Boxing may seem an unlikely answer to a disease which robs people of their motor skills, and even speech, but the sport requires many of the things Parkinson’s Disease patients need. Training in the sport offers help to delay the onslaught of symptoms the progressive disease causes.
The Rock Steady Boxing Program was recently brought to Oxford as the fourth affiliate of Reid Hospital in Richmond, Ind.
“This is non-contact boxing with bags and gloves. It is full-body fitness class with cardio and weightlifting,” Program Manager Matthew Wright said. “It uses the slogan Fighting Back Against Parkinson’s.”
The program is conducted at 8 a.m. Wednesday and Friday mornings for an hour in the fieldhouse at the Chestnut Fields parking lot, the former site of Talawanda High School. When Miami purchased the property, the main building was torn down, but the Talawanda fieldhouse was left standing.
Instructor for the Rock Steady program is Keith Woods, a certified head coach who has spent 25 years in geriatrics and has been in this current position for six months. He said he is a medical fitness coach, but not a physical therapist.
“It’s a wonderful program,” he said. “The focus is on physical skills but an unintentional benefit is that it builds camaraderie. They form networks. It’s just happening. We inadvertently became a support group. They talk among themselves.”
Parkinson’s is a neurological disease that progressively attacks the nervous system gradually depriving the sufferer of the ability to move freely and even speak.
Rock Steady Boxing was founded in 2006 in Indianapolis in a tiny gym and has grown to more than 900 affiliates serving more than 50,000 people with Parkinson’s Disease, including affiliates in other countries.
Woods explained the start came about when the district attorney in Indianapolis was diagnosed with the disease.
“Fifteen years ago, there was only a diagnosis and patients were just told to go home and get their life in order,” Woods said, adding the D.A. sat at home, depressed, until a friend who was a boxing coach invited him to come with him to a gym. All of the training for boxing were found to be helpful to Parkinson’s patients. “He started boxing and his mental health improved. Now, there has been a lot of research.”
The Rock Steady Boxing web site explains some of those benefits.
“Contrary to popular belief, boxing does not require that you spar with another person. The discipline, preparation and training for the fight is 99 percent of the process. And at Rock Steady, the only opponent is Parkinson’s disease,” they say on the web site. “Boxing does require hand-eye coordination, speed of movement, agility, footwork, explosive movements, balance, and focus – many of which are impacted by Parkinson’s. At Rock Steady, fighters strengthen these skills and build confidence with the support of a team and coaches trained to understand the complexities of Parkinson’s in a safe and encouraging environment.”
Woods explained the University of Indianapolis has been doing research and tested patients over a two-year period for their gait speed, standing reach and other factors and found improvement over that period. Usually, Parkinson’s parents see a system decline over six months.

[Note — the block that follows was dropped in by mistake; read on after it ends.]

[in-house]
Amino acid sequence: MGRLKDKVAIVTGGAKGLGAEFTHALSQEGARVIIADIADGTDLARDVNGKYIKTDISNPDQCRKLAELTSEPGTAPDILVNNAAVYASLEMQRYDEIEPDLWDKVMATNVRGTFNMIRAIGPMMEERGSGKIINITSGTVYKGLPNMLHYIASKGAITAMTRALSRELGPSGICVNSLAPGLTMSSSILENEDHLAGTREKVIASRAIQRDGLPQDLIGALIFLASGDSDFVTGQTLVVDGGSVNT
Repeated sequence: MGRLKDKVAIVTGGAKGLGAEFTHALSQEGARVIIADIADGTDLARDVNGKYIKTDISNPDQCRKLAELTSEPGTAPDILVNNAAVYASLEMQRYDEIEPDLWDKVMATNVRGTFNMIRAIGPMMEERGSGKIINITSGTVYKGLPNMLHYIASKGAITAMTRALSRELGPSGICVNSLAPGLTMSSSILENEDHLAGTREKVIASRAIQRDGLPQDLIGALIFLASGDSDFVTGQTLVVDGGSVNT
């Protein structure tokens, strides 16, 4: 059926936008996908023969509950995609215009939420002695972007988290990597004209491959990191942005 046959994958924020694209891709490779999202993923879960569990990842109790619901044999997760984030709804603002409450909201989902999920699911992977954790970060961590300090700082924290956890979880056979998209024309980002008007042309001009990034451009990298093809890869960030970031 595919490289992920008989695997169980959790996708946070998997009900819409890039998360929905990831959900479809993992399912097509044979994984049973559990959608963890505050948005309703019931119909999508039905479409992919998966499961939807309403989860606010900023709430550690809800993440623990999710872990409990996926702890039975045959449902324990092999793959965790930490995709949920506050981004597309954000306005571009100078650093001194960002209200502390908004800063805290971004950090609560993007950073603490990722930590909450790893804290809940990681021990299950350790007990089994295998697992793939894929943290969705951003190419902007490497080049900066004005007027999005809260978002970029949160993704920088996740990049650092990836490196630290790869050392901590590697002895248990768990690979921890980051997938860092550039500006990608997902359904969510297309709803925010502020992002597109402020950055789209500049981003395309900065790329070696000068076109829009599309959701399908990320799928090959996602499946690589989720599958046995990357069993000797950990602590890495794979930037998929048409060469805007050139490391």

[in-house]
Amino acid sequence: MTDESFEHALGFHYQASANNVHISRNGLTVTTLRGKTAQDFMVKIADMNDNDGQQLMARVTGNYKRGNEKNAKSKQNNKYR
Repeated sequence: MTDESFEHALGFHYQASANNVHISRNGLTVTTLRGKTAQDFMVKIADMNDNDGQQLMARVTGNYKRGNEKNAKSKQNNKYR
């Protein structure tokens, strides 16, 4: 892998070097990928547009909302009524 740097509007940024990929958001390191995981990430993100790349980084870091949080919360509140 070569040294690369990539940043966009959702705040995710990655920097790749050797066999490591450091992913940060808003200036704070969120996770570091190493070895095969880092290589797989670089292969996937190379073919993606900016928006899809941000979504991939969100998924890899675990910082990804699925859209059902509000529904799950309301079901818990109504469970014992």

“Why boxing? There is no contact, just bags and targets. We are not fighting a person. We are fighting a diagnosis with exercise which releases endorphins, oxygenating the brain,” Woods said. “They studied 600 sports using 15 criteria and it was like boxing was significantly made for Parkinson’s with things like reflexive balance, power, footwork and mental focus and we add in yelling.”
The yelling is a part of the workout, too, as they try to have fun with such things as doing the Twist or a “Monster Walk” with exaggerated steps and shouting.
“We have large movements. We try to go big. We go loud,” Woods said.
Sessions include work on the boxing bags with numbers assigned to the various moves. The trainers tell them to do specific moves by the numbers, requiring mental stimulation. After the boxing work, they do a series of other exercises, including weightlifting, walking sideways down the floor and back and step ups.
The level of work is also a factor and Woods said they “try to push it a little bit.” He gave the example of a patient riding a stationary bike getting some benefit, but said research has found even more benefit from riding a tandem bike with a bicyclist.
Oxford resident Sara Penhale has Parkinson’s Disease and has been taking part in the Rock Steady Boxing Program at Reid Hospital for several years. Last spring, she brought Wright here to speak to a support group she had co-founded. There was interest, so she and her husband, Allan Winkler, approached Dr. David Creamer, the Miami University vice president for finance.
“I have been part of it for several years and have enjoyed the program. I thought there was a need in Oxford, Ohio for a Parkinson’s-specific program. Matt Wright met with the support group,” Penhale said. “They were interested in moving to more areas. This seemed right.”
Creamer was sympathetic to the idea of having an affiliate of Rock Steady Boxing at Miami and put them in touch with people at the Recreation Sports Center. They were interested and spoke at length with the Reid Hospital program representatives. Those talks resulted in the establishment of the Rock Steady Boxing Program here. The first session was Feb. 2.
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